My second short film is titled "Seventh Wave" and is about climate change. The goal is for it to take you on a journey from the present, to looking at ourselves, to the future.
The film got an online premiere at the Design Museum in London, on both their social medias and on their website. The Design Museum focuses on sustainable designs that helps in the fight against climate change, so it was an honour to have them involved.
The first, and probably the most vital (also my favourite!) part of any big project: the research stage.
This is divided up into note taking and visual research. The notes are of anything concerning the film, a lot of quotes from people smarter than me and lessons learnt along the way, as well as ideas that eventually developed into what you see in the film. Although, there are even more ideas that never saw the light of day, which is in my opinion the most important part: to filter through all the ideas that doesn’t work to find the ones that do.
I tend to roughly sketch ideas down on paper before jumping into 3D. Here’s a collection of (very non-pretty, sorry about that) sketches that I did, mostly to explore compositions. I tried a wide array of techniques but towards the end I fell in love with charcoal sketching! It’s one of the easiest one to make quick thumbnail sketches with and to just get a general idea of what you want to do.
Almost all of these are me trying to figure out the compositions of the films ending. On the last slide I put together some of the photobashed sketches I did, which were really fun – but since I went for a very monochromatic and almost minimalistic aesthetic, these unfortunately were of little use.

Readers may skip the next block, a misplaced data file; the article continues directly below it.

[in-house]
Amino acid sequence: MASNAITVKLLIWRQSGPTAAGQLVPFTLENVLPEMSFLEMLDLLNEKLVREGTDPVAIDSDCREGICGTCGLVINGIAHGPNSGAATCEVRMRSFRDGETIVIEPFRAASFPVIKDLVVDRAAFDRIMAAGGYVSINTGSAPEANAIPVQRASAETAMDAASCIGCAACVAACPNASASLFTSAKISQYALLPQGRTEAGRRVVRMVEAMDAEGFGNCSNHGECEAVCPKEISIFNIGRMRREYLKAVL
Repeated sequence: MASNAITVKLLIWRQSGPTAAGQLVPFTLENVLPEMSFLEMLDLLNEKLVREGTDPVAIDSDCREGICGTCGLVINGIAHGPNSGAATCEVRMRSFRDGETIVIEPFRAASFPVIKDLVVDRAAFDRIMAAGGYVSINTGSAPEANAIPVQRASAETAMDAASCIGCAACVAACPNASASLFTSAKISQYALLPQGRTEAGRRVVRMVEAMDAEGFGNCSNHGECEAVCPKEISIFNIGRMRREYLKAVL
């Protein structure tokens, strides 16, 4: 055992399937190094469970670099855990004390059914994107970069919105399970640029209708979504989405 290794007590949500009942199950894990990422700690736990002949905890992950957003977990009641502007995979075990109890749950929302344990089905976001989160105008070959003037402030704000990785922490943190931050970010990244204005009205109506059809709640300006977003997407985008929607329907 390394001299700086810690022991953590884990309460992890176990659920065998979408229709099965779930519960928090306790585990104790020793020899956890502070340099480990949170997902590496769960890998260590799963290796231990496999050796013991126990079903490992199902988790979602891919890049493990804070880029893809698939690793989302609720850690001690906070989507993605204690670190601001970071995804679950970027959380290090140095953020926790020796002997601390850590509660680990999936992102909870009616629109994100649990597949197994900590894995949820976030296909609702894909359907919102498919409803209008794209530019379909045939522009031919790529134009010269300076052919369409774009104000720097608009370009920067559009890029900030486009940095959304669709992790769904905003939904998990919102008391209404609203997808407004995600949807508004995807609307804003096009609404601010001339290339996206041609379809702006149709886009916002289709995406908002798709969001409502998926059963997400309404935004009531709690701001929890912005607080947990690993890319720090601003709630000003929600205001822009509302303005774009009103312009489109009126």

Timelapse of some of the world building in Seventh Wave. This was one of the most challenging stages, due to that you can literally spend forever on adding details. Not only making things look more realitic, which was the goal of the first act, but also trying and deciding on camera movements, what kind of architecture to go for, which colours serves the message, what objects works with the setting – you name it. Also had to learn Maya and Redshift to be able to work on the cartoon part.
But I really appreciate the challenges, if there were none then this whole project would feel pretty dull and too repetitive from what I’ve done before!
This short film was made with the following softwares: Cinema 4D, Octane Render, Maya, Redshift Render, Fusion 360, Marvelous Designer, Daz 3D, Adobe Premiere, Adobe Photoshop, Adobe Illustrator and Zbrush.
I of course wanted to make a poster for this film too! I decided to go with, in my opinion, the most important scene in the film. I made three different versions, one with a classic poster ratio, one for Instagram stories and one in Instagram post format.
Hope you enjoyed the film and this peek into the process of making it.